HR professionals who pursue master degree level education in HR from these top schools are required to take the same standardized tests as those who pursue careers in other business functions. While the GRE may be perceived as a simpler test than the GMAT -- many of these schools accept either score. It is wildly unfair to categorize these HR people as unintelligent. Now is it possible that candidates for the top business schools in the countries have better test scores than candidates for the top HR programs? Yes -- but again it depends on the student.
I think the broader problem is that while the MBA is a standard proving ground for entry and advancement into some of the largest and richest companies in the world -- the same can not be said of HR. It is highly unlikely that you would scan the halls of a General Electric or IBM finance department and find non-credentialed executives.
HR is still a vastly different story and this is why Hammond's criticism strikes a nerve. While the academic credentials of HR leaders are continuing to improve over time - it is still common to find corporate HR departments full of serendiptious HR people i/e HR people that wandered into the profession without methodic intent. A HR professional who pursued a HR masters degree is a completely different animal than someone who started out as an administrative assistant, wandered their way into a staffing or recruiting role and then before they knew it sits as a HR Manager in a company. While this generalization may be offensive, it is apparent that this unintentional HR professional still prowls the halls of corporate america and brings down the rest of the profession.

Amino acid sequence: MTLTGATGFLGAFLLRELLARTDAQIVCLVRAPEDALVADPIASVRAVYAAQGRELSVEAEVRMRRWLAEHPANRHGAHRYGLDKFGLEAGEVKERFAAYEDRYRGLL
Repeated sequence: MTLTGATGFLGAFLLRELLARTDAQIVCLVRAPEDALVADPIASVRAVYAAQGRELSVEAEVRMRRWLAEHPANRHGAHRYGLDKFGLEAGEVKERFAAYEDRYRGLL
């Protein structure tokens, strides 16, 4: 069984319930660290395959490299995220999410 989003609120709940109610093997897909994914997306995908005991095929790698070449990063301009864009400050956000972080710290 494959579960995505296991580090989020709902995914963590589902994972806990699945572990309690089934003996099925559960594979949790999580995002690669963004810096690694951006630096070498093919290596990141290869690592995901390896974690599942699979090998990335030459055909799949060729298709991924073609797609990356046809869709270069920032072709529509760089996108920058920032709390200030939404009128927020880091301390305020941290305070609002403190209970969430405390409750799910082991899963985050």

Hammond nails this point when he cites a Society of Human Resource Management study that, "a considerably smaller proportion of HR professionals today have some education beyond a bachelor's degree than in 1990." That type of data causes the profession to regress as the quality of the HR people has not kept up with the strategic awareness and intent of 21st century HR.
What's the solution?
1. We need more intentional HR people. We need to market the profession to a new generation of academically qualified and trained HR professionals who can bolster the HR brand and improve the functions effectiveness in corporations across America.
2. We need the HR Masters programs to modernize themselves and assure they are providing rigorous quantitative and qualitative training to assure the graduates can hit the ground running. We the need the HR Masters programs to market themselves better to undergraduate students and current HR workers. We need them to attract higher caliber talent and assure they are producing a product that competes head to head with MBA programs. If the HR Masters programs fail to improve and adapt a day will come when the MBA will become the standard credential for HR pro's.
3. We need to continue HR transformation efforts within our companies. The function can not be effective with the same stodgy staff that had plugged along year after year. If people lack the necessary quantitative skills, executive presence, action/results orientation etc...Then they need to move on.
I realize HR work varies depending on company size and industry and that is difficult to write a post that captures all levels of thought on the topic -- but I feel strongly that Hammond's jabs should not go without response. If HR people are not the smartest tacks in the box as he claims, then it is our responsibility to refute his claims as strongly as possible.
What do you think?